Alice Coachman became the first African American woman from any country to win an Olympic Gold Medal when she competed at the 1948 Summer Olympics in London, UK. Born November 9, 1923, in Albany, Georgia, to Evelyn and Fred Coachman, Alice was the fifth of ten children. As an athletic child of the Jim Crow South, who was denied access to regular training facilities, Coachman trained by running on dirt roads and creating her own hurdles to practice jumping.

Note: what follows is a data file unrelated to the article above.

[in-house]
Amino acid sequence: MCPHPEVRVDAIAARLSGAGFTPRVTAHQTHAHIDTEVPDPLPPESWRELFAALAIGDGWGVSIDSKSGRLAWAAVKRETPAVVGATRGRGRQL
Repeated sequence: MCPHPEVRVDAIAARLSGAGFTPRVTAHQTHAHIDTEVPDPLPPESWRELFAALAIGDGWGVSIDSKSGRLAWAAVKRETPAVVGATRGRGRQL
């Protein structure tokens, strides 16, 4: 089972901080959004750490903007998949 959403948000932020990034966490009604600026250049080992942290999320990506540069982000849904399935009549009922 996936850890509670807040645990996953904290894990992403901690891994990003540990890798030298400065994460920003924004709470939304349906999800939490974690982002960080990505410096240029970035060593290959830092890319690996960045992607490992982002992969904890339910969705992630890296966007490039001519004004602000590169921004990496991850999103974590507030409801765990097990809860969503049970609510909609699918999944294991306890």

She won thirty-four national titles, ten for the high jump in consecutive years. Alice Coachman was inducted into nine halls of fame including the National Track-and-Field Hall of Fame (1975) and the U.S. Olympic Hall of Fame (2004).
Coachman died in Albany, Georgia on July 14, 2014. She was 90.
Watch this video to learn more about Alice Marie Coachman.
⚠️ Make sure to Like Us 👍🏾 on Facebook using the widget below so you don’t miss out on new stories like this. ⬇️